“Now, looking back, I’m surprised that I can still grow as a singer and a performer when I’m 60. I can still develop. You don’t finish developing just because you get a little bit older. As long as you practice your craft, you can actually grow.”
Releasing the ‘Vampirate’ Album Trilogy
Sylvan continues to grow musically and artistically since releasing a trilogy of highly-regarded and critically-acclaimed prog rock albums over four years – “Courting the Widow” (2015), “The Bride Said No” (2017) and “The Regal Bastard” (2019). All three albums are thematically linked to an evil, confused and lovesick vampirate (a hybrid of a vampire and pirate that doubles as Sylvan’s artistic persona) and quartermaster as well as his son and daughter-in-law.
“When I recorded ‘Courting the Widow’ and released that, I had no intention of making a trilogy. That idea came about when I was working with ‘The Bride Said No’ and was looking at artwork for the album, and I also think when I came up with the title, it’s like a reversed story. It should be a bride that turns into a widow,” said Sylvan, who released “The Regal Bastard” in July.
“Some of my fans really are into the lyrics, and they’re still a bit puzzled by what I mean, but with some stuff I leave it sort of free for people to interpret it in the way they like. The widow turned out to be a widow because the vampire killed his own son because his son was married to the widow. He wanted that woman, and then after a while she agrees to marry him, but at the altar she rejects him. That’s payback, and in one lyric, I realized this has got to be a trilogy.”
As the final installment in the vampirate trilogy, “The Regal Bastard,” features romantic seafaring themes related to ocean waters, ships, islands and moonlit waves. Sylvan encourages listeners to enter a parallel universe while they hear the defeated vampirate and quartermaster elegantly recount his tales of romantic rejection and personalized recovery on “I Am The Sea,” “Oahu,” “Whoa (Always Been Without You)” and “Leave Me on These Waters.”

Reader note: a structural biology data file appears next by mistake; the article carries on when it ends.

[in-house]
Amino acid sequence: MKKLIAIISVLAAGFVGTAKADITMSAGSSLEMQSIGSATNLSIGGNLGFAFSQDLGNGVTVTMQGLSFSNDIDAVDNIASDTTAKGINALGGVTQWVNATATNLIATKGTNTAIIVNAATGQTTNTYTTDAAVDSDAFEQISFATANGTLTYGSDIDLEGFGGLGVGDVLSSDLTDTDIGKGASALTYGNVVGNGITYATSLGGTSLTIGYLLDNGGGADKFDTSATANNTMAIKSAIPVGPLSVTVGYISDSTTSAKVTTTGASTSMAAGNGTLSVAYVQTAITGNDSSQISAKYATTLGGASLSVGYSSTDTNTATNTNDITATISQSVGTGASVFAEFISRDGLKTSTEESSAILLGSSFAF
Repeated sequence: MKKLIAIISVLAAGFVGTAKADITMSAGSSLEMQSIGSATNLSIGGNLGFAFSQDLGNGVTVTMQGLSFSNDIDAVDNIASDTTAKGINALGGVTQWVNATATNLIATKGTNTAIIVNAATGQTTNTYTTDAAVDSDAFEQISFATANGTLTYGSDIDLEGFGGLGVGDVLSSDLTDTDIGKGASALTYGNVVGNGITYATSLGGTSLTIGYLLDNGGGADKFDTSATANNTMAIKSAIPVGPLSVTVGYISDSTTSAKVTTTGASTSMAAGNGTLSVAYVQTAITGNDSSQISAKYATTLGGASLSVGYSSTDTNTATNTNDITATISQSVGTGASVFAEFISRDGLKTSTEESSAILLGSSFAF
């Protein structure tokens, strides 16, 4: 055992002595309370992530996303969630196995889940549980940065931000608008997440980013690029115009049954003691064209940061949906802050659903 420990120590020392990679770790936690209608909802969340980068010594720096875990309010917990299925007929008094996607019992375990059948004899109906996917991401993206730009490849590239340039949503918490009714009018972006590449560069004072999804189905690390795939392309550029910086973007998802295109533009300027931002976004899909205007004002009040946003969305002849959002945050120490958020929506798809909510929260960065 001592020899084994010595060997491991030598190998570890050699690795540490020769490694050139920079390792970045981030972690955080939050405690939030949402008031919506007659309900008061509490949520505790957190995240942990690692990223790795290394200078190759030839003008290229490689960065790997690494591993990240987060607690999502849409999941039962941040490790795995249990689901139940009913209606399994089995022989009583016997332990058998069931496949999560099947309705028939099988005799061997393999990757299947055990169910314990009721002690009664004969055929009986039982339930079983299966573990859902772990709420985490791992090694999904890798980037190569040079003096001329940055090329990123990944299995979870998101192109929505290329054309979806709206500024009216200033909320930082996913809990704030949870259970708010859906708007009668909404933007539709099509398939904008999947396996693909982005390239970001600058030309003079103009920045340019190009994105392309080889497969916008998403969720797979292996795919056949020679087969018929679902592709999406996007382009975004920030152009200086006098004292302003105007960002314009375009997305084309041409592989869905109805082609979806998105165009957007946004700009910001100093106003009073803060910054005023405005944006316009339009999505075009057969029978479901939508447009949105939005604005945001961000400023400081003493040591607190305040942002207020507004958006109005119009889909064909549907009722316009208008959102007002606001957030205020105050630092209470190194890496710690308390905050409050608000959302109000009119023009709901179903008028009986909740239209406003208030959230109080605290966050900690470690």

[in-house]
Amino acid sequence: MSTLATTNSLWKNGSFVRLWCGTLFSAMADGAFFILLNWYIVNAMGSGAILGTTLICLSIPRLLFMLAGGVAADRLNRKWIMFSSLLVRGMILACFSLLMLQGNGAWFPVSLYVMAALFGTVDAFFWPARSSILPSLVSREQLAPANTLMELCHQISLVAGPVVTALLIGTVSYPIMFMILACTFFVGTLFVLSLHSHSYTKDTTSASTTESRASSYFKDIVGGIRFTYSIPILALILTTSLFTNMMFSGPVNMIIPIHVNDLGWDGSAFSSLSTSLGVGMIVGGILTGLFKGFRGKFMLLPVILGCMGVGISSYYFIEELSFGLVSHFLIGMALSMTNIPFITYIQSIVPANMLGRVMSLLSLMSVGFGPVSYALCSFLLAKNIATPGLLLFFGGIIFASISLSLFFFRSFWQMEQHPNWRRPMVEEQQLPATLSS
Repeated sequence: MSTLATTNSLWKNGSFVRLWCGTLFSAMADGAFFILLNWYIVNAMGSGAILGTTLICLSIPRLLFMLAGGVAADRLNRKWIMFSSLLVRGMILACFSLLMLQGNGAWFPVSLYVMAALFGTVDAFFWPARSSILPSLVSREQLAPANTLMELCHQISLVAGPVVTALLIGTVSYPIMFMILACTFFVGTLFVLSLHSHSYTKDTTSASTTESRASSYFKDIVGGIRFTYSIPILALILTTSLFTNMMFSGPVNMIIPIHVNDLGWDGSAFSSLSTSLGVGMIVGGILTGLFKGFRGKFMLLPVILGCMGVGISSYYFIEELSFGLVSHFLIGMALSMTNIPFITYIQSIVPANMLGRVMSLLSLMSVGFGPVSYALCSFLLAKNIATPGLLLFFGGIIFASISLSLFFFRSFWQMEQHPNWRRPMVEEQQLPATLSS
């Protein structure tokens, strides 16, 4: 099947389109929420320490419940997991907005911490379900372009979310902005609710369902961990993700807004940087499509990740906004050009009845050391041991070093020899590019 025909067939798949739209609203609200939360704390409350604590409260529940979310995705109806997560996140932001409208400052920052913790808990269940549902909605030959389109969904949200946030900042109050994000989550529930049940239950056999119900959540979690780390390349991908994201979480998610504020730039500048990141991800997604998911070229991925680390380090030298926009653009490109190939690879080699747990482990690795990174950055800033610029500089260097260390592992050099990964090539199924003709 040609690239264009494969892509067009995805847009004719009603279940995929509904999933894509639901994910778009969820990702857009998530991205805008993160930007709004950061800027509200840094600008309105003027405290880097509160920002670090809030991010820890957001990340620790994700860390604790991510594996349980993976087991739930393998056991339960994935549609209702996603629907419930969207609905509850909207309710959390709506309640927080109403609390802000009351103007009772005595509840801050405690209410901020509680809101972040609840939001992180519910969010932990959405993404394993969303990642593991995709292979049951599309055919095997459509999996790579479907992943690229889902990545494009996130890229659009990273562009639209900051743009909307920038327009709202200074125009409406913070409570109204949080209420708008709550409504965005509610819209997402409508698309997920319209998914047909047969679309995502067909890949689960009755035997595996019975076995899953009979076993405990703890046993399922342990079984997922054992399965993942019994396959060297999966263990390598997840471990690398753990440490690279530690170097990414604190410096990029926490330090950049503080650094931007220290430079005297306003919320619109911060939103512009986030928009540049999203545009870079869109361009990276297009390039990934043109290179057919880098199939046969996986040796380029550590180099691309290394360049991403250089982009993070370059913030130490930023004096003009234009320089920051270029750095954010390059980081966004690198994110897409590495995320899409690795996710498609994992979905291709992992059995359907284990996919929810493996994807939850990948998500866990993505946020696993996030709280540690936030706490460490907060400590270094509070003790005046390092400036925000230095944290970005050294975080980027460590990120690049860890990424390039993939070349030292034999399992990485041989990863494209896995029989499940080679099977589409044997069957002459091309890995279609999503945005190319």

“I was raised by the sea. My family, we had a summer home on the archipelago of Gothenburg, Sweden, and we had a panorama view of the sea from my house. It was like a one minute walk down to the beach and the little islands and islets and everything and a lighthouse,” said Sylvan, who was born in California to an American father and Swedish mother. “That’s one of my biggest dreams in the world is to become a pirate and just go out on the sea with that kind of ship. You feel the scent of tar and ropes.”
While traveling along this mystical, emotional journey, listeners stop at the 12-minute title track. As a gorgeous step back in time, “The Regal Bastard” opens with a beautiful combination of a piano and harpsicord giving listeners an intimate look into the inner workings of the vampirate’s mind and past. It’s a major spellbinding destination in the vampirate’s final journey to self-actualization.
“The lyrics on ‘The Regal Bastard,’ the title track, are very much about me and my mother, the relationship. Now, people are starting to pick up on the second track, ‘Oahu,” Sylvan said.
“‘The Regal Bastard’ has that same melody because initially those two songs were linked together, but I felt that if you make a proper prog album you could divide those two songs so you have the first bit earlier on the album and then you come back to that again. That makes a proper prog album for me since I also go a bit diverse on this album I go toward R&B and soul and what have you, but it’s still proggy.”
Hackett, Reingold and Townsend also lend their guitar, bass and horn prowess to Sylvan’s latest release, which was inspired by a multitude of genres, including ‘80s Brit and synth pop from Tears for Fears. To tie all three albums together, Sylvan revisits some of the melodies and synth parts from “Carry Me Home” (Courting the Widow) to “Leave Me on These Waters” and “Honey, I’m Home” (The Regal Bastard).
With a new album out and current “Genesis Revisited” tour underway with Hackett, Sylvan looks forward to performing tracks from “Pound,” especially “Cinema Show” and “More Fool Me.” It’s a marvelous way to travel back in time and experience a true masterpiece with the ideal musical tour guide.
“I’d be amazed if they didn’t go nuts for this show because it’s a very good show and a very good band performing it,” Sylvan said.